When the Warriors acquired Andrew Wiggins from the Minnesota Timberwolves at the NBA trade deadline in February, they filled a position of need.
And now the basketball world is anxious to see how the 6-foot-7 small forward fits alongside Steph Curry, Klay Thompson and Draymond Green.
So what are the realistic expectations for Wiggins next season?
"I just want to see him play the game in a way that helps us win," Golden State's executive VP of basketball operations Kirk Lacob said Thursday on the "Runnin' Plays" podcast. "We know he's a talented basketball player. Nobody is going to argue that. Can he bring those talents and learn, 'What do I do best with this squad to help win?' That's all that I really care about.
"I don't care how many points, rebounds, assists, steals or blocks he averages ... I want to see him really happy when we win a bunch of games. I want to see him high-fiving our other guys."
Compared to what was asked of him in Minnesota, Wiggins will be adjusting to a new role with the Dubs.
"He looked like a very different player with us," Lacob said. "You go from being the No. 1 pick, the savior, the do-it-all guy on offense, to getting to focus on things that you specialize at, that you're really good at.
"We saw that he fits in to our culture, he can fit in with our playing style and I think he enjoyed it. The other thing -- he had to be a leader of a team at 19 (years old). He now gets to be around other people who have led and can grow into what type of leader he wants to be.
"I'm really excited to see how his game continues to evolve. There's a chance that he looks really, really good with this group. He may be really, really happy playing with this group. And that's a big part of playing basketball -- are you happy? Are you confident?"
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Wiggins averaged 19.4 points, 4.6 rebounds and 3.6 assists over 12 games in a Warriors uniform, while shooting nearly 46 percent overall and 34 percent from deep.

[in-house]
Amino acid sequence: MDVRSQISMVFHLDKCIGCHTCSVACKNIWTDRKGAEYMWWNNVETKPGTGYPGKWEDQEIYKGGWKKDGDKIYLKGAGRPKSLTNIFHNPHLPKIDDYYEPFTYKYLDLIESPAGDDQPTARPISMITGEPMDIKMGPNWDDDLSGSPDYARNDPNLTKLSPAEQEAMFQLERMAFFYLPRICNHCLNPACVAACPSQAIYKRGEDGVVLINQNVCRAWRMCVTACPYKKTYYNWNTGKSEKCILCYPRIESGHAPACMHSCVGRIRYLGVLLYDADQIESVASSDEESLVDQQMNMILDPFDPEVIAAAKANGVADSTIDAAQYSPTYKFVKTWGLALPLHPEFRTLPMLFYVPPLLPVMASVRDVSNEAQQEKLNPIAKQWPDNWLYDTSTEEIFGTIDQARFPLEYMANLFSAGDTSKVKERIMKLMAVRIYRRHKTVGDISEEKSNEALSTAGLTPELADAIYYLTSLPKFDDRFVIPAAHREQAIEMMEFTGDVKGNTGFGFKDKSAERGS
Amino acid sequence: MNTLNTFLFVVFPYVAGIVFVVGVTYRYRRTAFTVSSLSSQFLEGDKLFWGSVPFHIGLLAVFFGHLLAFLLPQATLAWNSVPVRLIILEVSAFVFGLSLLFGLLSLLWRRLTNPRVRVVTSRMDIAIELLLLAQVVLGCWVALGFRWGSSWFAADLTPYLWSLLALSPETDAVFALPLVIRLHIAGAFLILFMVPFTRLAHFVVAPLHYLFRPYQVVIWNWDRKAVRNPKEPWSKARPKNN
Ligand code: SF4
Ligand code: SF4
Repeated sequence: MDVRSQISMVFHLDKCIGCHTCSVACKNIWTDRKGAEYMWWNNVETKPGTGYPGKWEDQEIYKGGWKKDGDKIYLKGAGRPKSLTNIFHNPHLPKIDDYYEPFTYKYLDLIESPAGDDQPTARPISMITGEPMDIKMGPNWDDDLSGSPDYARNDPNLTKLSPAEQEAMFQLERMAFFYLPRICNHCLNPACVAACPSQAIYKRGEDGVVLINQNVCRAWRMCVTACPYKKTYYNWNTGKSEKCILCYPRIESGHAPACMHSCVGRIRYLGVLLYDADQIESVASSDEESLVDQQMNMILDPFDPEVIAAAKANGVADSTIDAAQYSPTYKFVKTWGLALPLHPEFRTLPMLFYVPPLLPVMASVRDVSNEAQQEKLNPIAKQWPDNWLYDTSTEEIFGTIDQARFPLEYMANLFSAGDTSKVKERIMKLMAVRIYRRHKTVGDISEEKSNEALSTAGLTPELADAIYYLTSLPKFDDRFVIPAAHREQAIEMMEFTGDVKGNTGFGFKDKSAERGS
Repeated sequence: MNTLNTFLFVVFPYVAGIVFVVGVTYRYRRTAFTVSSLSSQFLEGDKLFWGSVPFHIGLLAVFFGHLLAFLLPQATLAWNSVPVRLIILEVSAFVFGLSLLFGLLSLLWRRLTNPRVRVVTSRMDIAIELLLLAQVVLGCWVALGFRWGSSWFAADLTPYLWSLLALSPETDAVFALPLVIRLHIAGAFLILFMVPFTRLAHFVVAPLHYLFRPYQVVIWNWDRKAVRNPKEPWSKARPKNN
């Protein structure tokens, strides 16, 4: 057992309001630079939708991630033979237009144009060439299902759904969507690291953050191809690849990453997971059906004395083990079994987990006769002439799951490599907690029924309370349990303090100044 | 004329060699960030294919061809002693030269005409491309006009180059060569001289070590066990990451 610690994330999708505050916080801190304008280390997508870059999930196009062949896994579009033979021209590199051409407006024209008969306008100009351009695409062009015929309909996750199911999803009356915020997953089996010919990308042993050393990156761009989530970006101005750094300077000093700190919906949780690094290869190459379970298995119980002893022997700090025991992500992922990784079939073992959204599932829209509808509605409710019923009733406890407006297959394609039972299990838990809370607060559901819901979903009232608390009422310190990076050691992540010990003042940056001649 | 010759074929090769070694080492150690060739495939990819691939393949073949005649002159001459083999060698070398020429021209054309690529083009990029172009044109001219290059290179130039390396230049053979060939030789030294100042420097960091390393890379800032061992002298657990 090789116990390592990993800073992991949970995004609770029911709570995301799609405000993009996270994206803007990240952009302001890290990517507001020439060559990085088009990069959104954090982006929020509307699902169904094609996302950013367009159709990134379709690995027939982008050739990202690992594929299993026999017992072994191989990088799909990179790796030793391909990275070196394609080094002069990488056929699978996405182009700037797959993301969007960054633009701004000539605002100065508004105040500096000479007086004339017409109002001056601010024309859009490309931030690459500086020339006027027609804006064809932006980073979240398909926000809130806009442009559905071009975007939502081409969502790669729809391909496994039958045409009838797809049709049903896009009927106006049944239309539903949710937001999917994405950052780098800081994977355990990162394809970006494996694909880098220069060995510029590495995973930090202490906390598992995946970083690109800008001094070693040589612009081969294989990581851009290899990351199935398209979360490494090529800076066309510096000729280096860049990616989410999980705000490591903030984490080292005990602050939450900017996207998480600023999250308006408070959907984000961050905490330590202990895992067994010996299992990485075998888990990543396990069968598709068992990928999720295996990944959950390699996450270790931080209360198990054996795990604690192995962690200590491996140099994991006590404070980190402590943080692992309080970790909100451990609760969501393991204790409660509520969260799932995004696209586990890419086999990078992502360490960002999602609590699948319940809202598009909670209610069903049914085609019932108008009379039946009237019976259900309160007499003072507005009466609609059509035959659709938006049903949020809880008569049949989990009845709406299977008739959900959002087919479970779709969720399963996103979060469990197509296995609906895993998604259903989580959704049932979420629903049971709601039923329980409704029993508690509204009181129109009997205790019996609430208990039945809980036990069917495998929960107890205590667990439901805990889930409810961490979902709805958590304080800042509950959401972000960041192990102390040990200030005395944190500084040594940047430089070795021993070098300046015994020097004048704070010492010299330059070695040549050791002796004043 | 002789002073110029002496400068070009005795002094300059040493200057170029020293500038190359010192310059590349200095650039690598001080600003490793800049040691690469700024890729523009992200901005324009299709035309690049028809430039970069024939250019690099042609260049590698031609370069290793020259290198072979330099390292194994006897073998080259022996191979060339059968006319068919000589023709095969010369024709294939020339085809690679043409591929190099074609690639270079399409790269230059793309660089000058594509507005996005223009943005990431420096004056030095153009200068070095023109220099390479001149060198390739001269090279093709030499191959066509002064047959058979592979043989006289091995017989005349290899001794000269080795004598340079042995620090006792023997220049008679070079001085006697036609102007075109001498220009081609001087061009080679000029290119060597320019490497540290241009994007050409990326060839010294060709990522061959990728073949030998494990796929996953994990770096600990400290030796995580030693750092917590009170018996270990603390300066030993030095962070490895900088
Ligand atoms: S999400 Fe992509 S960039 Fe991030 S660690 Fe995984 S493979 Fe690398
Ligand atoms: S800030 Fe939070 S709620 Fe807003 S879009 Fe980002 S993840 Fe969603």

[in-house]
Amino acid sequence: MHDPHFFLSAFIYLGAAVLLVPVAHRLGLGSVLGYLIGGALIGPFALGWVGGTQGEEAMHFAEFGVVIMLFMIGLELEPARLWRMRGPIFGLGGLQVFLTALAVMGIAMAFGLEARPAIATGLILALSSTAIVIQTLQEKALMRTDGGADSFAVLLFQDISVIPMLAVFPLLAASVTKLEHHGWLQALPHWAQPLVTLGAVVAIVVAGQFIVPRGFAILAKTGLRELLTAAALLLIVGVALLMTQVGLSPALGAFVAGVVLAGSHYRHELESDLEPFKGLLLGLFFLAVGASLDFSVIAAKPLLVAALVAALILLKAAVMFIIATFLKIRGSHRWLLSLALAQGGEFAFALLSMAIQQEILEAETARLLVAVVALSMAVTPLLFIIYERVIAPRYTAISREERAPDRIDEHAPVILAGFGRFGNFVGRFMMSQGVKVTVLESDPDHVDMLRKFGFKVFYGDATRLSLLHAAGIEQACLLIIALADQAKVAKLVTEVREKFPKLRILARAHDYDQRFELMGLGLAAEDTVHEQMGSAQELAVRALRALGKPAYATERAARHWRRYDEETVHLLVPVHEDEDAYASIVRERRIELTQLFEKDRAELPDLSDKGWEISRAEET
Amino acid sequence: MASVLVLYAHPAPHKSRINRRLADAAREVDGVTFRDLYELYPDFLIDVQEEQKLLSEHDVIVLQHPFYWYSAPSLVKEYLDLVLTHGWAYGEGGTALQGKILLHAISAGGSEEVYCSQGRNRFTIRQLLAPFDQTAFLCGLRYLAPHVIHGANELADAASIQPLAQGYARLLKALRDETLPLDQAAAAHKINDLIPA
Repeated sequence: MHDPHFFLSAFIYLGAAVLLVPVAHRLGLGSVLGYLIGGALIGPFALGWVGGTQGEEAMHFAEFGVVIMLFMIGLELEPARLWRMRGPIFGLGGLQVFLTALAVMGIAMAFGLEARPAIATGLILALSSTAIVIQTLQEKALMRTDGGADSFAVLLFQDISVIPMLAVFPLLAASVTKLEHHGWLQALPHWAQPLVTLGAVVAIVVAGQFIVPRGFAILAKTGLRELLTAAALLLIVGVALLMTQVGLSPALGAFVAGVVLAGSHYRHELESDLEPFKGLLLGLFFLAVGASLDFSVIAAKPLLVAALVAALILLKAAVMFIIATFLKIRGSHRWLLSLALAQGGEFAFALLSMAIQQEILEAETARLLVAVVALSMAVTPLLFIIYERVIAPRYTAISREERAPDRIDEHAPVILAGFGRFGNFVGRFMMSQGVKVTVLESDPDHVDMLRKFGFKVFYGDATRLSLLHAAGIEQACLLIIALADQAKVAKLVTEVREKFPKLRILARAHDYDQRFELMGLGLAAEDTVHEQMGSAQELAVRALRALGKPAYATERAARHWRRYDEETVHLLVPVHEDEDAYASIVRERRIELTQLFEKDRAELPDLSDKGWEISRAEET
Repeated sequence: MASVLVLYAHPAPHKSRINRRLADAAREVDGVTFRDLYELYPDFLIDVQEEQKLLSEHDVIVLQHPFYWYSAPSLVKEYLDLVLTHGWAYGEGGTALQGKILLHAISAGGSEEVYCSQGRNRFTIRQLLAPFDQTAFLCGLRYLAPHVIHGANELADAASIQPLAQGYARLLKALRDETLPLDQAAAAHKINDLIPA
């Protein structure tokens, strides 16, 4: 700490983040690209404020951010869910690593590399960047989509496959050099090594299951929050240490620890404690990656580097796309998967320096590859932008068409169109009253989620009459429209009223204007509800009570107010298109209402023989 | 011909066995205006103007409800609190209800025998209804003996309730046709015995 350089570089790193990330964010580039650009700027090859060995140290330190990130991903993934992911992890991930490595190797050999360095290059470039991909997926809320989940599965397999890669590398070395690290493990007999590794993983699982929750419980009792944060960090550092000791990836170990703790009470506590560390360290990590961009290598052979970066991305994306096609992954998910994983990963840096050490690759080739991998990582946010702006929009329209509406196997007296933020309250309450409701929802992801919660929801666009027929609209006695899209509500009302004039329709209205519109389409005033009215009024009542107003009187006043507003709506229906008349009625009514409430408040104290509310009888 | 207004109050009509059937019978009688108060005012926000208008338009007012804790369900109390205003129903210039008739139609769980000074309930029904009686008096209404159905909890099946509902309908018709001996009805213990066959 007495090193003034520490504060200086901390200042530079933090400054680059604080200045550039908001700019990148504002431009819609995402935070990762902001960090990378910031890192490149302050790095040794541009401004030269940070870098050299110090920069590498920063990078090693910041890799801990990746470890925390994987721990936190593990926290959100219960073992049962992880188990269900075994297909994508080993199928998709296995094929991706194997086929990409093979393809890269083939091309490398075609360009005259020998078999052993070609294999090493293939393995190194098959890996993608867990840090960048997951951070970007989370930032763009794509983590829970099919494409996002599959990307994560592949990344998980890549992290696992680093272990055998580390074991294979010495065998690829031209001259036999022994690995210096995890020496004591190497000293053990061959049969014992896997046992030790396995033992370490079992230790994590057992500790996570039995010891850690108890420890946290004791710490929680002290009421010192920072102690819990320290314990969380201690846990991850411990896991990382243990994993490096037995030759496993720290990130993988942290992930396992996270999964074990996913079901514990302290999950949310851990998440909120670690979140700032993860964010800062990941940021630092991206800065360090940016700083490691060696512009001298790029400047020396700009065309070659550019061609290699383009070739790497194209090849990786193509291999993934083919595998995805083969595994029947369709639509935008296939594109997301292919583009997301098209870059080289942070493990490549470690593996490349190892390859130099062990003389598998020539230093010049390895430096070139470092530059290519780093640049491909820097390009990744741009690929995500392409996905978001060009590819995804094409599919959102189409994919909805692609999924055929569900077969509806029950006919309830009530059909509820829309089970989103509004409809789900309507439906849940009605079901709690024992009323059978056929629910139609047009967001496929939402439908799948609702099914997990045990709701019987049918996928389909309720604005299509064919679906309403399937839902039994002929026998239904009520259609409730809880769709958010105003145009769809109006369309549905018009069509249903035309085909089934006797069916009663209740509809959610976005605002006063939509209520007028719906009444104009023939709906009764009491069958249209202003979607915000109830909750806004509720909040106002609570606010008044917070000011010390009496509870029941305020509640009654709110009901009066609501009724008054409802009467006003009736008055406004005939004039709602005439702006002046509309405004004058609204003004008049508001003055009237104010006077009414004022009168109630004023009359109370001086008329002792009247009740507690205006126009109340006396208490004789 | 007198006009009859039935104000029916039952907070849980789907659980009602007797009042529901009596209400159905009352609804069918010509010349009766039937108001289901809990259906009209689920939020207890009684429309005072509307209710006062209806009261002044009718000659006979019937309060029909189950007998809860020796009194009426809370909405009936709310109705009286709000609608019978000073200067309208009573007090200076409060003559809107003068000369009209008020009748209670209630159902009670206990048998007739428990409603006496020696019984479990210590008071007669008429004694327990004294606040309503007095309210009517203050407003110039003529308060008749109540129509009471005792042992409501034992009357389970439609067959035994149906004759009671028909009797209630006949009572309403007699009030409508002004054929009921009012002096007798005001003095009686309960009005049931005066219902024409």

What specific aspects of his game need improvement?
"I would love to see him really grow as a defender," Lacob said. "That would be huge for us. We lost a lot of length on the perimeter over the last two years. He's so long and athletic, can he use that to his advangtage on defense?
"We saw a little bit of that in the games he was with us. I actually had a conversation with him, I was like, 'You're really athletic and I've seen you block shots at the rim, how come you don't average more blocks?'
"I'm not saying blocks are the end-all (or) be-all. But it's like, 'Man, you can do this.' "
Yes he can. The No. 1 overall pick from the 2014 NBA Draft averaged 1.4 blocks with the Warriors, up from 0.6 blocks over 442 games with the T-Wolves.
Andrew Wiggins certainly has the ability to be a really good defender with the Warriors pic.twitter.com/uef04OEVYI— Drew Shiller (@DrewShiller) March 6, 2020
Andrew Wiggins forced Jimmy Butler into quite the brick pic.twitter.com/ofvkIJJbUr— Drew Shiller (@DrewShiller) February 11, 2020
What about offensively?
"I would love to see him do a lot off the ball. He needs to improve on that and I think he already showed he can," Lacob explained. "We do love the ability for him to get a shot off. It wasn't always efficient for him in Minnesota, but that is a really valuable skill.
"We don't want him to lose that, but we want him to add all these other things."
Wiggins should get a lot more high-efficient attempts within Steve Kerr's offense, and it's not unrealistic at all to assume he increases his shooting percentages across the board.
"There's a lot of untapped stuff with Andrew," Lacob added. "We're really excited to get to know him better and continue that relationship ... I would imagine he's champing at the bit to get up here and get to work."